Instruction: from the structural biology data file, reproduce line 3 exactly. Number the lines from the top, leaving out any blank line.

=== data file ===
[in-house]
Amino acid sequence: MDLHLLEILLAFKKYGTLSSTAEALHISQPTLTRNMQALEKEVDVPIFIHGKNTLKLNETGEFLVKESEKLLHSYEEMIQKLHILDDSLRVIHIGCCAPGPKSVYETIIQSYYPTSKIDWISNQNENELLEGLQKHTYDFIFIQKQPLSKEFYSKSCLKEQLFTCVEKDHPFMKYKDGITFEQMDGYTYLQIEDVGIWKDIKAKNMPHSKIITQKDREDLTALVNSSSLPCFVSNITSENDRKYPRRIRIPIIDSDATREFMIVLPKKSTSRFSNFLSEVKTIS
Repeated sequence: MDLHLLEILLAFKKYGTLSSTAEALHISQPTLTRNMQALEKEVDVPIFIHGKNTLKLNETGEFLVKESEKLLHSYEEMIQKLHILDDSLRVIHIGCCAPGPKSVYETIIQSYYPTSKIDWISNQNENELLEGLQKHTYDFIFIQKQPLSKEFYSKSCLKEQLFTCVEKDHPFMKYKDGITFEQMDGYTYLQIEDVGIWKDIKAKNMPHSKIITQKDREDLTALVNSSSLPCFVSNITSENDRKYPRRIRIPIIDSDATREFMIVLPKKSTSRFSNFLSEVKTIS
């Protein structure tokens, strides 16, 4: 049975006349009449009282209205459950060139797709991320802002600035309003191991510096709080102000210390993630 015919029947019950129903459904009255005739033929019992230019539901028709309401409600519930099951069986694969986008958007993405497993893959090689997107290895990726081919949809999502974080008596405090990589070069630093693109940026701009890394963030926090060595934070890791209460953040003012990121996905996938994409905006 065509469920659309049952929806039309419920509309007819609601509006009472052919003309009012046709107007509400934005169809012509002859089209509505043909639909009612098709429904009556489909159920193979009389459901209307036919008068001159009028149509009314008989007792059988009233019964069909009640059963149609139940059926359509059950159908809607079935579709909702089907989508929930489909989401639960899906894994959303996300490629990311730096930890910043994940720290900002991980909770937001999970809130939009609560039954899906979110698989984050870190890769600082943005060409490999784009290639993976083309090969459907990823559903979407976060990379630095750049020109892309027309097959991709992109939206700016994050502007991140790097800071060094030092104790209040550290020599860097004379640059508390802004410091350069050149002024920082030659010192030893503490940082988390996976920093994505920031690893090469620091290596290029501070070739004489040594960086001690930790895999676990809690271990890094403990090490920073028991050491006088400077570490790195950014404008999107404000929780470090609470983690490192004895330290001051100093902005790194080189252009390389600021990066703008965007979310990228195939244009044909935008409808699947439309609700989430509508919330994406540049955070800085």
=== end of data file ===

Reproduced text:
Repeated sequence: MDLHLLEILLAFKKYGTLSSTAEALHISQPTLTRNMQALEKEVDVPIFIHGKNTLKLNETGEFLVKESEKLLHSYEEMIQKLHILDDSLRVIHIGCCAPGPKSVYETIIQSYYPTSKIDWISNQNENELLEGLQKHTYDFIFIQKQPLSKEFYSKSCLKEQLFTCVEKDHPFMKYKDGITFEQMDGYTYLQIEDVGIWKDIKAKNMPHSKIITQKDREDLTALVNSSSLPCFVSNITSENDRKYPRRIRIPIIDSDATREFMIVLPKKSTSRFSNFLSEVKTIS